You will need to add more charcoal about every hour and since it takes about 25 minutes or so to get more charcoal prepared in the charcoal chimney you will need to get a little rythm going. About 30 minutes into the smoke time, go ahead and prepare another batch of charcoal so that it will be ready when the temperature starts to drop.
If you have trouble keeping the temperature in tow, just add minimal water to the pan (about an inch should be enough for about 1.5 hours) and be prepared to add some charcoal to the floor of the smoker if need be.
Horizontal smokers are normally made up of a large round cylinder connected to a smaller round cylinder. The large one is the smoke chamber and the smaller one is the firebox. Most of the time the firebox is lower than the smoke chamber(offset) to allow the heat to rise naturally into the smoke chamber. These smokers are sometimes referred to as offset smokers for this reason.
I have also heard these called “stick burners” which simply means it uses real wood instead of charcoal.
In my opinion, this is possible but not the best option. You will not find too many competitors that use wood instead of charcoal. The best flavor comes from wood that has been burned down to coals so whether you have a burn barrel and do that yourself or you buy lump charcoal.. that is without a doubt your very best option for flavor and fuel.
The advantage of horizontal smokers are that you have plenty of room for cooking and more than enough room for charcoal. The disadvantage is that they are known for being uneven temperature-wise. In other words, they tend to have hot spots by design. To correct this problem you can create and install a baffle just under the grate to better distribute the heat and thereby eliminate the hot spots in your smoker.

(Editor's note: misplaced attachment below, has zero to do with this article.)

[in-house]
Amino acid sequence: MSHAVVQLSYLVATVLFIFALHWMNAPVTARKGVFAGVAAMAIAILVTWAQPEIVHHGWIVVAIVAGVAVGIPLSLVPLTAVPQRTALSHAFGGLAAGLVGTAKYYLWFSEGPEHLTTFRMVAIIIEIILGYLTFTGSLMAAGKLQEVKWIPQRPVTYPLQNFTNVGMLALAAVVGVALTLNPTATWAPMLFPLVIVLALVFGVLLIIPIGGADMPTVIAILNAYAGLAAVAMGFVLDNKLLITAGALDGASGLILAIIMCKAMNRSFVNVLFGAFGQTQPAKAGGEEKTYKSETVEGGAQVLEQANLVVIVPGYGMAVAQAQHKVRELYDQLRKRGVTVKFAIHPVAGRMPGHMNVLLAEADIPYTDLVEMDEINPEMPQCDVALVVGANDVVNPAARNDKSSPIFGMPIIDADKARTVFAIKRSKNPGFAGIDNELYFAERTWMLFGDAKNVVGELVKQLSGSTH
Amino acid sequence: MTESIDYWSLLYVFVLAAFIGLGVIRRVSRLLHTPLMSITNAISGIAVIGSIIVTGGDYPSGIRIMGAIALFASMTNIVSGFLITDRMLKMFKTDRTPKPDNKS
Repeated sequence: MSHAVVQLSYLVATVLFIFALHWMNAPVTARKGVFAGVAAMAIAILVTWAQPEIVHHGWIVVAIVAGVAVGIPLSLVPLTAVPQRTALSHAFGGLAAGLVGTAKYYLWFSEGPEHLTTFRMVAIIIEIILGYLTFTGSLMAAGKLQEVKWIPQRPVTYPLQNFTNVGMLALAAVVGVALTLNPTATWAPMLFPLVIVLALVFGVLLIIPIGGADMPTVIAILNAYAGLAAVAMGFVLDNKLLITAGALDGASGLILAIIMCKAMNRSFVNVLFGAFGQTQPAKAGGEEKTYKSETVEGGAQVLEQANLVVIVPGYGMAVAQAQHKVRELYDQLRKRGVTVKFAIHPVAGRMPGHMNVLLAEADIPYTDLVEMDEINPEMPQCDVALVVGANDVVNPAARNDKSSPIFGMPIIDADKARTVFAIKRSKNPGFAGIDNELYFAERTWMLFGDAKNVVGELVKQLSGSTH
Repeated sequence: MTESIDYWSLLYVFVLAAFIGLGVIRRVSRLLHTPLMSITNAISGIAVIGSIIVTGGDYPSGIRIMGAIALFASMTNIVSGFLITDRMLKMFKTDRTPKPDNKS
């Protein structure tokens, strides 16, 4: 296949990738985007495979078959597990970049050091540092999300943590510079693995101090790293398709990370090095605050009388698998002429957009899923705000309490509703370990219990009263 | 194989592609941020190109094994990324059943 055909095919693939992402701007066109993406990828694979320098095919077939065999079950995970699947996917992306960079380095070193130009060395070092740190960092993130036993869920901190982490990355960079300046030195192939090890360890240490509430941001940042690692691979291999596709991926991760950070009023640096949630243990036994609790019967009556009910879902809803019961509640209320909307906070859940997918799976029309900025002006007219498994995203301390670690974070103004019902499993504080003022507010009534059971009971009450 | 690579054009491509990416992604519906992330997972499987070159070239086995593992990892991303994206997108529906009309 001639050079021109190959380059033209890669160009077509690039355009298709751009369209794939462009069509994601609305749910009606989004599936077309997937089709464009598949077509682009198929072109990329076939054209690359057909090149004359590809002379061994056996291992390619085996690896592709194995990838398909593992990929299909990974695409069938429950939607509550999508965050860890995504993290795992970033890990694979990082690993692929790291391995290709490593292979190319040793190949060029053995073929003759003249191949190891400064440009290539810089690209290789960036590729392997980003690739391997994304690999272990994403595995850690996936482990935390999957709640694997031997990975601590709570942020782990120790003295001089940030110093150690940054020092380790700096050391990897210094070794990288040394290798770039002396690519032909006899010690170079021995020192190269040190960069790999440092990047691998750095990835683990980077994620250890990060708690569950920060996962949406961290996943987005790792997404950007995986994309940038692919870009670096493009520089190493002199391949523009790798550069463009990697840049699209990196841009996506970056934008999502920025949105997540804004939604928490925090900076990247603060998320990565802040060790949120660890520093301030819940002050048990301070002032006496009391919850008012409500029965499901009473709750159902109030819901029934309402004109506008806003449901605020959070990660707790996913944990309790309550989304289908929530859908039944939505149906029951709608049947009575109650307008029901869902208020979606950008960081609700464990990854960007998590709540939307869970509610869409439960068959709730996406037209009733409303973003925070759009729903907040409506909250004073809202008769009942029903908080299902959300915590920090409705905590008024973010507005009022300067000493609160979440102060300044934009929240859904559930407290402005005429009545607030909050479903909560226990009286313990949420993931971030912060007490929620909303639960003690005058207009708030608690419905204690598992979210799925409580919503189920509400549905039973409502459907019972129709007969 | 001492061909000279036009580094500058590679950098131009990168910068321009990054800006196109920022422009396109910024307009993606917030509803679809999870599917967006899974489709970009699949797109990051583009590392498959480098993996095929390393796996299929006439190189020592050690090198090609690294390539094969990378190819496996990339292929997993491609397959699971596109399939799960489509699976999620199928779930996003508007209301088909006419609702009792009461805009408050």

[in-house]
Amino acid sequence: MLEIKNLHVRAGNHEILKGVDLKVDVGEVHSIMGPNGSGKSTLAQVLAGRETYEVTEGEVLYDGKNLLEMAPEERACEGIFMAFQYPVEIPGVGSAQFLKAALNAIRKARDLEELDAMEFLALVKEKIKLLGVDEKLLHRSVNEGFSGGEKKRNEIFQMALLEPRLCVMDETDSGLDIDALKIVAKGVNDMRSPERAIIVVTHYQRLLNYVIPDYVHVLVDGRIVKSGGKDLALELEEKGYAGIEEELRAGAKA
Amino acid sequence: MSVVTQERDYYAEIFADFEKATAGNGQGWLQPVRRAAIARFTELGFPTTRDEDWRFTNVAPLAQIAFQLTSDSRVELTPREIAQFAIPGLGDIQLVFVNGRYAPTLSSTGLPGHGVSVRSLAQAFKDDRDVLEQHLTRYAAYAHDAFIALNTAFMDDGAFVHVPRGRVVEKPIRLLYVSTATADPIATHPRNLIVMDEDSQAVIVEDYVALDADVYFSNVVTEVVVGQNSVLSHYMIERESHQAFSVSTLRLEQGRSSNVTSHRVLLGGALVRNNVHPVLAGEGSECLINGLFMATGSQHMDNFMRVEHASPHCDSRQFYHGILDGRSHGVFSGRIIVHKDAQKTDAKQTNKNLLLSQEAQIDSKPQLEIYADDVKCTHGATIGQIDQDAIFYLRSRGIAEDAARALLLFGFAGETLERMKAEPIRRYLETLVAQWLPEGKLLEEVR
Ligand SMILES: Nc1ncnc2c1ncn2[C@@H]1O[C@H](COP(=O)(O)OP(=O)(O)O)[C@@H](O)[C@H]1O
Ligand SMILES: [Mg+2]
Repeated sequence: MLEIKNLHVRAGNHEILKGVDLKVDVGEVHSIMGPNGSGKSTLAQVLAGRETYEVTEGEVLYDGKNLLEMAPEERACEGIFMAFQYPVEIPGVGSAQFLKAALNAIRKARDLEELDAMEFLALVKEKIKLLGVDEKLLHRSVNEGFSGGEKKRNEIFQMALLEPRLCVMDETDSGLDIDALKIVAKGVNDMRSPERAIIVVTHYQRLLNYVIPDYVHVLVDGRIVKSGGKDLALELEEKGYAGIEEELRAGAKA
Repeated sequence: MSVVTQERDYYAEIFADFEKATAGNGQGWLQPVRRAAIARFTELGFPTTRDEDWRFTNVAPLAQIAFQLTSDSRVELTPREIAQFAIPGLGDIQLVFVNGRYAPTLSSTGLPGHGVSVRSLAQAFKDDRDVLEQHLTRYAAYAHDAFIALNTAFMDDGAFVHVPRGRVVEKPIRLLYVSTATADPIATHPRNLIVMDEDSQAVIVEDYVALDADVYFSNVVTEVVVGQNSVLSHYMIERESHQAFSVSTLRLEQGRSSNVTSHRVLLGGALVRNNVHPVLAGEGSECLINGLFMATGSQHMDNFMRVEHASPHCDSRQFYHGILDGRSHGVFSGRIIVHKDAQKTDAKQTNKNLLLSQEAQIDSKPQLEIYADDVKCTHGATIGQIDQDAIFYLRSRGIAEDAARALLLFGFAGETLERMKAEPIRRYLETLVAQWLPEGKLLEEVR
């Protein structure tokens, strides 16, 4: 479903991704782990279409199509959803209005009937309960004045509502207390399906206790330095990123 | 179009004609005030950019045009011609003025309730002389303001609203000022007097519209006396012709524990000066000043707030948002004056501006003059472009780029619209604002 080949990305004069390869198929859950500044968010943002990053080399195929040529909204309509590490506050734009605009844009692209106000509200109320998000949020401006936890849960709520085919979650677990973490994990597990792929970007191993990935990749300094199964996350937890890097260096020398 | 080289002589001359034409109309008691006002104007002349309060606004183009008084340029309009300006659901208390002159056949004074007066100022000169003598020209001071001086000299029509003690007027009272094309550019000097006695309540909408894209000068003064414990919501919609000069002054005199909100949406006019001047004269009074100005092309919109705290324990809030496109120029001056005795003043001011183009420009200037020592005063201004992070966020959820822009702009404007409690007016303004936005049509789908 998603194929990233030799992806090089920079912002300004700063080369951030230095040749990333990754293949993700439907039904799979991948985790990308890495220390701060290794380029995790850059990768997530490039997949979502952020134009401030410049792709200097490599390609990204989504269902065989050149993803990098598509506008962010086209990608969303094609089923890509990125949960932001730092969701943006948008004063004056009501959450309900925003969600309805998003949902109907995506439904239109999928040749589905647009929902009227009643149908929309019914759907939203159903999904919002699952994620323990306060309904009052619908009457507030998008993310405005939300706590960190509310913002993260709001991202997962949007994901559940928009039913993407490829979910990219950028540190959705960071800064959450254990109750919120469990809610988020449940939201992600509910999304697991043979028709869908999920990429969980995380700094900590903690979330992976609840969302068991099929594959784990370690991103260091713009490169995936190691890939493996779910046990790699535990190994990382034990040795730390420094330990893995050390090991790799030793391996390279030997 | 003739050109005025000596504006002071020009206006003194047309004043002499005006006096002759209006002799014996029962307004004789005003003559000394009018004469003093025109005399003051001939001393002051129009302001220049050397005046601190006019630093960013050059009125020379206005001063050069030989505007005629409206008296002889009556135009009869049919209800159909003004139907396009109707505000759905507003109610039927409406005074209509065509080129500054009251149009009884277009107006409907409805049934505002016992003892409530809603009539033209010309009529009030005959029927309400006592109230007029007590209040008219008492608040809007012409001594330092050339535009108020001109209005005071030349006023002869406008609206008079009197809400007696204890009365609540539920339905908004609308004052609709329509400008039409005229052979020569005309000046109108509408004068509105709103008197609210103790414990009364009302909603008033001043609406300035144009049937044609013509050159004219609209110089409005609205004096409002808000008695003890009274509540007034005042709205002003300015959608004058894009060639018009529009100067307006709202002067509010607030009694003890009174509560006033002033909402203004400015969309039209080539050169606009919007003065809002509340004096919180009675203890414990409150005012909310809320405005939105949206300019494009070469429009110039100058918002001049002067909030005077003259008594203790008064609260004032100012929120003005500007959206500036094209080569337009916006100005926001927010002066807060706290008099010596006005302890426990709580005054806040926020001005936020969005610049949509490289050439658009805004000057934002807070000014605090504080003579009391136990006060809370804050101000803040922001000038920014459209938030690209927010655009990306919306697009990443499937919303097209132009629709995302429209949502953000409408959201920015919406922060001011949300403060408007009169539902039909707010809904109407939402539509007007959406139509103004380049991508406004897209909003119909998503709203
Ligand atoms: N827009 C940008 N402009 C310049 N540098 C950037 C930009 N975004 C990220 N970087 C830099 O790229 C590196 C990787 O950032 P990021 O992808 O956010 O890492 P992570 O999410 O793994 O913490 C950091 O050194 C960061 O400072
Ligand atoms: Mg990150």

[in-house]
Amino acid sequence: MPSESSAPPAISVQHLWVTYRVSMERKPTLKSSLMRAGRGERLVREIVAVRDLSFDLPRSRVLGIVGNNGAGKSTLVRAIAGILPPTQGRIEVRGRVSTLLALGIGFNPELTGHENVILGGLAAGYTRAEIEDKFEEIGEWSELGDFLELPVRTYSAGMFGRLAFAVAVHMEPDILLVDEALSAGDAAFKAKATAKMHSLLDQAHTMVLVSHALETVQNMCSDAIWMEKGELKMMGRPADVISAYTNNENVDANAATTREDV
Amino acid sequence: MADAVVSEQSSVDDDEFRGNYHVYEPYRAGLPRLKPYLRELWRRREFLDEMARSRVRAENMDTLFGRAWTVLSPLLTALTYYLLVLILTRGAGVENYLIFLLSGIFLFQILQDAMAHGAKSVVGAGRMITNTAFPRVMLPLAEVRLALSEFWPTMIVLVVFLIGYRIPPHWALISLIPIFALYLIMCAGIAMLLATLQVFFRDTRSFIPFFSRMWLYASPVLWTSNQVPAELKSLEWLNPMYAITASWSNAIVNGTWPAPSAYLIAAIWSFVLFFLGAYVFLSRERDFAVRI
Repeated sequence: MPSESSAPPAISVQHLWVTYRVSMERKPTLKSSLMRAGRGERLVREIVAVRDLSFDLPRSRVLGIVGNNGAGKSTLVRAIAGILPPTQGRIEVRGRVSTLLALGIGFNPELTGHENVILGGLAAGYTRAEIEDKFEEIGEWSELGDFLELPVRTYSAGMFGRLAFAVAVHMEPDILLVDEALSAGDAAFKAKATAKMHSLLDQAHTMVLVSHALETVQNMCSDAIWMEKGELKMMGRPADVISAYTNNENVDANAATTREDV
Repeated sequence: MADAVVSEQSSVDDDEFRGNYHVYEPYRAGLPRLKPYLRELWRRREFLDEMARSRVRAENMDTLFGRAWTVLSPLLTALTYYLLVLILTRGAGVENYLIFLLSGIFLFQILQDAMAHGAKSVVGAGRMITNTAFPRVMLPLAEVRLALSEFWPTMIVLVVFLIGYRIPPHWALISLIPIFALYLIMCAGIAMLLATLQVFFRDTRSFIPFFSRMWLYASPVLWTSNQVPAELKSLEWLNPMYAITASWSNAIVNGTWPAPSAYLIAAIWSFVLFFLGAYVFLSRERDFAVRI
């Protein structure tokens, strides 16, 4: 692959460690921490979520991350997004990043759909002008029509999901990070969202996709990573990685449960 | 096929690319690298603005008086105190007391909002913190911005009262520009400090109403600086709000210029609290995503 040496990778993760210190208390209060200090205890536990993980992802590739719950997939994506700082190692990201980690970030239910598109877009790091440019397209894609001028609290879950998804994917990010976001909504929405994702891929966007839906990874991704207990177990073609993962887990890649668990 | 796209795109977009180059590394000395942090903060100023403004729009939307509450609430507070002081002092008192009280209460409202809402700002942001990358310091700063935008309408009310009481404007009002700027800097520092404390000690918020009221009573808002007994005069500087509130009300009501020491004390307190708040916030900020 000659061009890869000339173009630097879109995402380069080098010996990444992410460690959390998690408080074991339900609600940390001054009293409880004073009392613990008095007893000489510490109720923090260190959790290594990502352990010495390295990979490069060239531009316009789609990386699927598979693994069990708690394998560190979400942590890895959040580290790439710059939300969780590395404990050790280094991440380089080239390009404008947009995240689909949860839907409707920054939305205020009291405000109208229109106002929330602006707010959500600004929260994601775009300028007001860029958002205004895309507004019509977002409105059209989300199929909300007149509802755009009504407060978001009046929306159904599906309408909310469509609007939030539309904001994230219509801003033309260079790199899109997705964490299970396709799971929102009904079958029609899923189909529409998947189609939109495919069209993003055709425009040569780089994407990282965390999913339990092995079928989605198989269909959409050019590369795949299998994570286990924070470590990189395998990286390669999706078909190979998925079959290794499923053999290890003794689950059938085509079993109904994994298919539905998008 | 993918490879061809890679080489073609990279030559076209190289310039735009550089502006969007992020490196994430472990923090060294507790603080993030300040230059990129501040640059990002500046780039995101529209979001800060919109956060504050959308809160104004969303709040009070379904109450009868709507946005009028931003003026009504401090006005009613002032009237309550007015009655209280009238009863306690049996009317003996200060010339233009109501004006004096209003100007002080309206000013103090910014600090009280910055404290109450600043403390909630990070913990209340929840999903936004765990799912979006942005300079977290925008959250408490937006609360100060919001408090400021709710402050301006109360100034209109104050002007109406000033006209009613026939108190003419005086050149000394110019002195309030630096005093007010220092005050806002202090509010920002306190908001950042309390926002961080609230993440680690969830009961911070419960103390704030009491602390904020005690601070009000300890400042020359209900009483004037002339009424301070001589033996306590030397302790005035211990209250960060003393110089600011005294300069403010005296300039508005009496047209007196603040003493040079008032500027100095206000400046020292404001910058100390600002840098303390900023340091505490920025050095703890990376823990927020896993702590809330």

The best design I have seen for a baffle had slots or holes cut in them of varying sizes. Less openings at the firebox end where it is the hottest and more openings as you get away from the firebox toward the cooler end.
Another thing that tends to help some is sitting a pan of water at the hole or cutout where the heat is allowed to enter the smoke chamber. This will act as a baffle as well as create steam which will naturally seek to even out and regulate the temperature in the smoker.
Every horizontal smoker is different and with all the varying sizes it would be impossible to tell you exactly how much charcoal to use.. I would start with about 6 to 8 pounds for a medium sized smoker and you can always add more if you need it. You can also dip some out into a metal container if you absolutely need to drop the temperature real quick.
If you do not have a baffle installed, it is best to do most of your cooking in the center of the grate, halfway between the firebox and the far end. Too close to the firebox and you will burn the outside of the meat, too far away and it won't get done. Somewhere in the middle for starters should work fine.
Air flow is more important in this type of smoker than any other due to the design. Set the intake damper by the firebox to about 1/2 open and set the rain cap on the chimney to about the same. This should allow plenty of air into the firebox to keep the fire good and hot and allow the smoke to enter the smoke chamber, kiss the meat gently and exit out the chimney without getting stale and causing any harsh chemicals to form on the meat or smoker walls.